Thanks to a bit of prodding in the right directions, I’m finally discovering how heavily steampunk is based in literature. The five authors that have come to my attention are H.G. Wells, Jules Vern, K.W. Jeter, Tim Powers, and James Blaylock.
Now, there are a few connections and distinctions to be made here.
Firstly, H.G. Wells and Jules Verne were both alive and dead before Tim Powers, James Blaylock, and K.W. Jeter ever even existed, and neither Jules nor Verne created the term steampunk. The term steampunk is thought to first have been used by author K.W. Jeter when referring to a few stories with Victorian settings.
Jules Verne and H.G. Wells are thought by many to be the first steampunk authors. Each has one story that is primarily responsible for this. For Verne, it is 20,000 Leagues under the Sea, and for Wells it’s The Time Machine. Each is set in the 19th century and involves extraordinary technology that far surpasses the capabilities of inventors of the period or is even possible at all in the case of The Time Machine.
Powers, Blaylock, and Jeter on the other hand, refer to themselves as steampunk authors and often write in worlds that are very much entirely steampunk rather than simply having steampunk elements.
A very insightful piece on steampunk from an artistic perspective; full of interesting projects and people.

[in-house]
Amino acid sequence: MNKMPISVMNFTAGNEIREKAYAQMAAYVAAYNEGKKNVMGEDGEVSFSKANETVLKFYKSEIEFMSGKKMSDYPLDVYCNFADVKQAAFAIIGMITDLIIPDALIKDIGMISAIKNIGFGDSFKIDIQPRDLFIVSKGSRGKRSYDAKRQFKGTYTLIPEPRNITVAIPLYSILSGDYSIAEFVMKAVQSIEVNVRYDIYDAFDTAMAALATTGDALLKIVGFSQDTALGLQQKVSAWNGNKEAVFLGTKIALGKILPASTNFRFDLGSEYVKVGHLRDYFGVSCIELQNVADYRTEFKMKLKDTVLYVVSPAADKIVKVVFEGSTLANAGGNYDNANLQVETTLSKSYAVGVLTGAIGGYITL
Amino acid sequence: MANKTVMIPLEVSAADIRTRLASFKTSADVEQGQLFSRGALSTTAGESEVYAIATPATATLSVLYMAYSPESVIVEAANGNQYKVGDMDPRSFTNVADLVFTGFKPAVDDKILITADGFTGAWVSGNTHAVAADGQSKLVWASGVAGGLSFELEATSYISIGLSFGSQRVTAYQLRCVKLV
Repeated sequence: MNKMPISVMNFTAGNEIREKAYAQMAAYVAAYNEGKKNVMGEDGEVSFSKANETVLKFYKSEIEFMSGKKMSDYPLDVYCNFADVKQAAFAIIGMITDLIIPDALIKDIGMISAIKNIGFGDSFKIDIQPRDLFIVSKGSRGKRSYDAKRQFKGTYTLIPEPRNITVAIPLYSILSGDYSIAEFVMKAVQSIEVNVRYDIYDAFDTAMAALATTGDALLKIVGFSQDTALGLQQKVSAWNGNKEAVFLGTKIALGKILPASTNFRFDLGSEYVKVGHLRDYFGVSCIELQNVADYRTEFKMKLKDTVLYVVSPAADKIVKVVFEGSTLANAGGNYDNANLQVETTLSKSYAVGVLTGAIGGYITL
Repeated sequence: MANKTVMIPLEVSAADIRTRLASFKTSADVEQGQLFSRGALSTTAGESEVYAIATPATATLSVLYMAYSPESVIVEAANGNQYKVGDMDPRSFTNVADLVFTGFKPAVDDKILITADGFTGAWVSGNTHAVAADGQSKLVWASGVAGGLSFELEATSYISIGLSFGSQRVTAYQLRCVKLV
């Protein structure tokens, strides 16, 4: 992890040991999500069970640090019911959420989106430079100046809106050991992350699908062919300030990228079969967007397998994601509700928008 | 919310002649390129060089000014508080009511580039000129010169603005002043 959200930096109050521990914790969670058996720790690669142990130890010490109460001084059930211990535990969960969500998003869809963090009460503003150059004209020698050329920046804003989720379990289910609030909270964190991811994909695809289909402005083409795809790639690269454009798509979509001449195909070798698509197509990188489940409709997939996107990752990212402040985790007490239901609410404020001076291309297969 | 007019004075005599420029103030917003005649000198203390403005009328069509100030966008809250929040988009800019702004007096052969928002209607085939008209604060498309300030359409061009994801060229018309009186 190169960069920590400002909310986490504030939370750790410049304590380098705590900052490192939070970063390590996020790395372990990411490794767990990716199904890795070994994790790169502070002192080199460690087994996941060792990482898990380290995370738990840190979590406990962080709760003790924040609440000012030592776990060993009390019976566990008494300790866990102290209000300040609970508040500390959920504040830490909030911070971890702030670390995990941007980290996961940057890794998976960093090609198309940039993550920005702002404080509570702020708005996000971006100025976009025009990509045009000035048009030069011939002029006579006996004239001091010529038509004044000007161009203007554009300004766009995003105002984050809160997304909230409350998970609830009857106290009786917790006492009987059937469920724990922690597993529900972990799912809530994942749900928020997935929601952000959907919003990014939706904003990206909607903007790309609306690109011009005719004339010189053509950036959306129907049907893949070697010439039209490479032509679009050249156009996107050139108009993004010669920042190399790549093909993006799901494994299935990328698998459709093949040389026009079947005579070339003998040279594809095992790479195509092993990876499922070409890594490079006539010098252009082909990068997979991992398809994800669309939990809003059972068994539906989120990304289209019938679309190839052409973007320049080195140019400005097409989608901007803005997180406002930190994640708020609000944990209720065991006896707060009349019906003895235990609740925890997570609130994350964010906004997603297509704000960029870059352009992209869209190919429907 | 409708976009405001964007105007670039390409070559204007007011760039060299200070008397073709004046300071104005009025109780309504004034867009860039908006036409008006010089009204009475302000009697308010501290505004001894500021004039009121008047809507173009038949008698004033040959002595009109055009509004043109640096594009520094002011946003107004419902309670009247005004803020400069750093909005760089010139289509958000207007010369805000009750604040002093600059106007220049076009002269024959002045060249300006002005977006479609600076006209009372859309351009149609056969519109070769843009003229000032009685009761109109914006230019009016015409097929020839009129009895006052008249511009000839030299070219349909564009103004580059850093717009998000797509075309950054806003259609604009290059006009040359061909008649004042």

Artist/inventor Joey Marsocci (Dr. Grymm) gives some info about steampunk is and also shares with us some opinions as well as some of his creations, composer David Bruce and Ensemble ACJW present their take on steampunk music, and Third Rail Project’s Tom Pearson, Jack morris, and Jeanine Willet talk about their production of a visually victorian Alice in Wonderland play along with their steampunk haunted house.
As good of a place to start as any I suppose. The first place I went to gather information was Itunes-U, and the only substantial video I found on steampunk was an interview with Jim Bennet, the director of the Museum of the History of Science in Oxford, UK. In it, he describes steampunk as “the vision of a Victorian future that didn’t happen.” The file is too large to upload to the site (shakes fist), but check it out on Itunes-U if you have the time.
After finally getting a bit more organized I feel that it’s time to begin posting all of the information that I’ve been accumulating over the past few weeks. With that said, please, all, use your imagination and pretend that the things I’m posting are being put up on separate dates so I don’t appear as behind as I actually am.